In this clip, you'll hear me play a solo to "Nardis," a tune written by Miles Davis. Actually, since Miles never recorded "Nardis" and since Bill Evans played "Nardis" all the time, I figured it was actually Bill Evans who wrote "Nardis," with Miles snagging the publishing credits. In this YouTube video, however, Bill Evans sets the record straight. Miles Davis wrote "Nardis" for Cannonball Adderley, but the tune because associated with Bill Evans when "no one else seemed to pick up on it."

Usually, my audio clips are mixed down to "mono" so the trumpet and backing tracks are merged. I thought that Garageband did that for me in the past, but I couldn't figure out how to do it in the latest version. I don't particularly like the separation. It makes it too easy to nitpick my playing!

March 23, 2014 Ear Training 8 Comments

Ear training breakthrough

In 2002, when I started playing the trumpet again, I couldn't play anything accurately by ear. If I wanted to play something simple, like "Happy Birthday," I'd either need to have written music in front of me, or I'd have to work my way through the tune, picking out each note through trial and error. Mostly error.

During the next year or two, as I continued to rebuild my trumpet chops, I read several jazz interviews and jazz biographies, hoping to gain some insight that would help me to become a better jazz improviser. I learned a lot during that period, most of which you'll find distilled into my learning to improvise series. The most important lesson, however, was the importance of being able to play by ear. To help improve my ability to play by ear, I eventually built some ear training tools and I added at least a few minutes of ear training to my daily practice routine, which I've stuck to for the past nine years.

Over the past nine years, I've made noticeable progress in my ability to play by ear, but until recently that progress wasn't especially evident in my playing. That's because I couldn't do much with the earlier stages of my development. For example, the first time I could play "Happy Birthday" by ear in any key, I could only do so very slowly and with an unsteady rhythm (i.e. hesitating between notes). That was a major accomplishment for me, but it wasn't something I could really use in a jazz setting where I have to play at faster tempos and in time with a band.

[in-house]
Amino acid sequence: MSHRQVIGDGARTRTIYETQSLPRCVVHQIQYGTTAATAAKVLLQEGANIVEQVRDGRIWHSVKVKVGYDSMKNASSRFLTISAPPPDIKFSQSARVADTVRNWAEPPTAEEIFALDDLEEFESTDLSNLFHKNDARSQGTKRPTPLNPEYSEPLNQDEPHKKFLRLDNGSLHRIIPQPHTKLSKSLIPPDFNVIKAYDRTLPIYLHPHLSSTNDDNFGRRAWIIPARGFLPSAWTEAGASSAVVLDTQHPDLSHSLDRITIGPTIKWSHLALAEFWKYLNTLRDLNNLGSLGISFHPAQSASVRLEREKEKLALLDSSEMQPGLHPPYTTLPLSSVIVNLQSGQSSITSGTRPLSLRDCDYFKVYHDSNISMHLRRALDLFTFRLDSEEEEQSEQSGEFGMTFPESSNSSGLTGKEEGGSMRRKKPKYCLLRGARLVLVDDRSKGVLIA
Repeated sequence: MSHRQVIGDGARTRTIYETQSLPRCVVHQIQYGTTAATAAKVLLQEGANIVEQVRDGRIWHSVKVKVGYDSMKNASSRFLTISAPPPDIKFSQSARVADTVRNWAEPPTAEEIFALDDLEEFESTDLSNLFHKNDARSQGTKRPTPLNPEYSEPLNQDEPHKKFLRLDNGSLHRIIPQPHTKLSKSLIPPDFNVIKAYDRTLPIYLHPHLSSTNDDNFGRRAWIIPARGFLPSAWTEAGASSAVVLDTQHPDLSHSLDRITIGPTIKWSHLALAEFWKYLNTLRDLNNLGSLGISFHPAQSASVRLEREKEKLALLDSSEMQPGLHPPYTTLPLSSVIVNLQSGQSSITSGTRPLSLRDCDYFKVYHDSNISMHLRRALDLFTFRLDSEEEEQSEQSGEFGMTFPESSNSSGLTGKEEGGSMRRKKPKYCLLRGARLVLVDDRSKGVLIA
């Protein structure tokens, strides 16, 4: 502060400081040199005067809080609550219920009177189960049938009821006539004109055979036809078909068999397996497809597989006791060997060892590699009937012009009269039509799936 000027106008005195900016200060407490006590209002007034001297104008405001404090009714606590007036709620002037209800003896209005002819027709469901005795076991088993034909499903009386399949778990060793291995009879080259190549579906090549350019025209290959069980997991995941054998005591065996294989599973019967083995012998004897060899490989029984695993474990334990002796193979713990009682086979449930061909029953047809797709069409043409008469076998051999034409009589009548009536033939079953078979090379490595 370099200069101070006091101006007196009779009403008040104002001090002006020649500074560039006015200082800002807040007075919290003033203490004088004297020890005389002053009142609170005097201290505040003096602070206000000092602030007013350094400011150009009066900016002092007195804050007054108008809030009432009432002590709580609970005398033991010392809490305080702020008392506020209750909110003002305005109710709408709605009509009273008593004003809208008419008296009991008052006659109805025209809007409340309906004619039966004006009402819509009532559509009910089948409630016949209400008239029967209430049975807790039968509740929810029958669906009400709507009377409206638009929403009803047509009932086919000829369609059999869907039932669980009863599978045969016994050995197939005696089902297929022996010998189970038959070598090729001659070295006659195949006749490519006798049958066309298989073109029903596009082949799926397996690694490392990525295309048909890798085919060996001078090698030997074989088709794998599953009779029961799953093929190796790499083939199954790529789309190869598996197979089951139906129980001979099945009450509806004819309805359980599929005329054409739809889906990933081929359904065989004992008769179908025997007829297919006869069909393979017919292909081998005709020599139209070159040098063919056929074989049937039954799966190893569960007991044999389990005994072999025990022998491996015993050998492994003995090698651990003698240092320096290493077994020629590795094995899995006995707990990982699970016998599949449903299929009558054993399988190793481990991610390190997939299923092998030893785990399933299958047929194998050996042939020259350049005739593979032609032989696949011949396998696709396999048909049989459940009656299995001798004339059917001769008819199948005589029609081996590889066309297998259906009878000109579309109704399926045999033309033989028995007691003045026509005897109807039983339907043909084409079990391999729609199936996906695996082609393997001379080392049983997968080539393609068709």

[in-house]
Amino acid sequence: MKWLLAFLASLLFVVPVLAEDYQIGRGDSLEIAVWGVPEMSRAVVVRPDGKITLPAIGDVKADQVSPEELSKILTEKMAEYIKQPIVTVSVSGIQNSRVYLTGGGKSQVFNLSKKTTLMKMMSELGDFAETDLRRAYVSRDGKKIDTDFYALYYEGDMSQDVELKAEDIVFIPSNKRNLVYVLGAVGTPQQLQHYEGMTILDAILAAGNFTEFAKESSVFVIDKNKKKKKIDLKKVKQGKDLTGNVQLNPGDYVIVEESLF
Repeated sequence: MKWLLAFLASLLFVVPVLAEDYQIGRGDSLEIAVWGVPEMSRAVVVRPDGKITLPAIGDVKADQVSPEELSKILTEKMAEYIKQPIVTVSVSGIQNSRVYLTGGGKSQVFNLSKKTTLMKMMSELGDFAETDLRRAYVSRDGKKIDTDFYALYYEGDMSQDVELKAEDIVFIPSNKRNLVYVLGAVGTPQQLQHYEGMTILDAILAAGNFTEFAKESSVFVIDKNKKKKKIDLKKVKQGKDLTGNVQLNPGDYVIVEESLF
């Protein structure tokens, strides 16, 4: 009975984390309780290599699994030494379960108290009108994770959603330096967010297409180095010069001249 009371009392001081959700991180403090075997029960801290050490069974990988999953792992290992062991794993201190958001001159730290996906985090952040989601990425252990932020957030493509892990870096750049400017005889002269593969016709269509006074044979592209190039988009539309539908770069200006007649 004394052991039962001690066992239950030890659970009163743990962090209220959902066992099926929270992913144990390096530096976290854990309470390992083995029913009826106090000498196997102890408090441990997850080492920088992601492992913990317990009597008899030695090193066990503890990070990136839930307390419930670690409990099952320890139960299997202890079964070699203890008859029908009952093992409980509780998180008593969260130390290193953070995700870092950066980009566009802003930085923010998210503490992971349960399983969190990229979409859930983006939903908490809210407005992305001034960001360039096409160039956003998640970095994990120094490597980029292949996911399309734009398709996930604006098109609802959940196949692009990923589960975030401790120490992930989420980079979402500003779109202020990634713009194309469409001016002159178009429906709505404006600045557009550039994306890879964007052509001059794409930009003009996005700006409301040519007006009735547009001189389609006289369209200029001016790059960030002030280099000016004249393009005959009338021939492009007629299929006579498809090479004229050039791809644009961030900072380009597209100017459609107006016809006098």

Within the past few months, however, I feel like I've made a huge leap in my ability to play by ear. I can now listen to a jazz recording, and more often than not, I'll pick up my horn and accurately play the tune's melody or a phrase that I heard during somebody's solo. I can also listen to the rhythm section and enough notes will jump out (either from the bass or piano) that I can land on a chord tone or play something else that sounds good over the chords. I still need to improve my consistency and overall accuracy, especially at fast tempos, but I'm finally at a point where I can hear something in my head and confidently play it by ear while improvising.


I recently traveled to Chile, where I spent five weeks, culminating with seven days at Torres del Paine National Park in Patagonia. Traveling is still relatively new to me, but so far Patagonia is the most mind-blowing place that I've visited. It's so beautiful and remote that I felt like I was on a different planet.


Adding to the beauty of the region, we met several other travelers and guides who made us feel like we were at a home away from home. One day, while hiking to the base of the towers (torres), I told one such guide that I play the trumpet. He asked if I had my trumpet with me, and when I told him it was at the hotel, he said, "We should have a jam session! One of the other guides plays the guitar!"

Normally, I might have panicked or made excuses to get out of the jam session. After all, I'm not that good, I didn't know what kind of music they were going to play, and I hadn't been practicing that much during the preceding weeks in Chile. Any one of those excuses would have gotten me out of the jam session, but at that point so I was inspired by Patagonia that I said, "OK, let's do it!"


I don't know about you, but I'm a view guy. I'm captivated by beautiful views, and I can gaze at them for hours without a care in the world. With my pocket trumpet in one hand and a glass of wine in the other, I emerged onto the hotel's outdoor patio, took one look at the mountains you see in the above photo, and any fears I might have had about the jam session instantly vanished.